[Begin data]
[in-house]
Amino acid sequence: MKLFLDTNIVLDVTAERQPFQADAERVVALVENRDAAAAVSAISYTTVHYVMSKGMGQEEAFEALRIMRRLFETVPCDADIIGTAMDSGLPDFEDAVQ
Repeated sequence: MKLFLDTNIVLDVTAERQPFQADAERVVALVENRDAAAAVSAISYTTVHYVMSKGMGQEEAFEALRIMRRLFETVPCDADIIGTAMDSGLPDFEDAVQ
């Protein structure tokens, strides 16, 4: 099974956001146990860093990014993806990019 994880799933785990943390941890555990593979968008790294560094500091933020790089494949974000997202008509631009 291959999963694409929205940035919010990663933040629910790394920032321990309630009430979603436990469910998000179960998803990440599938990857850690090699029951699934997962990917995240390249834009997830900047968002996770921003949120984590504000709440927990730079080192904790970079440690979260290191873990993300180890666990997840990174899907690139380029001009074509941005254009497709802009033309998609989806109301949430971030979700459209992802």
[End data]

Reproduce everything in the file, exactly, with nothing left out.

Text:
[in-house]
Amino acid sequence: MKLFLDTNIVLDVTAERQPFQADAERVVALVENRDAAAAVSAISYTTVHYVMSKGMGQEEAFEALRIMRRLFETVPCDADIIGTAMDSGLPDFEDAVQ
Repeated sequence: MKLFLDTNIVLDVTAERQPFQADAERVVALVENRDAAAAVSAISYTTVHYVMSKGMGQEEAFEALRIMRRLFETVPCDADIIGTAMDSGLPDFEDAVQ
């Protein structure tokens, strides 16, 4: 099974956001146990860093990014993806990019 994880799933785990943390941890555990593979968008790294560094500091933020790089494949974000997202008509631009 291959999963694409929205940035919010990663933040629910790394920032321990309630009430979603436990469910998000179960998803990440599938990857850690090699029951699934997962990917995240390249834009997830900047968002996770921003949120984590504000709440927990730079080192904790970079440690979260290191873990993300180890666990997840990174899907690139380029001009074509941005254009497709802009033309998609989806109301949430971030979700459209992802």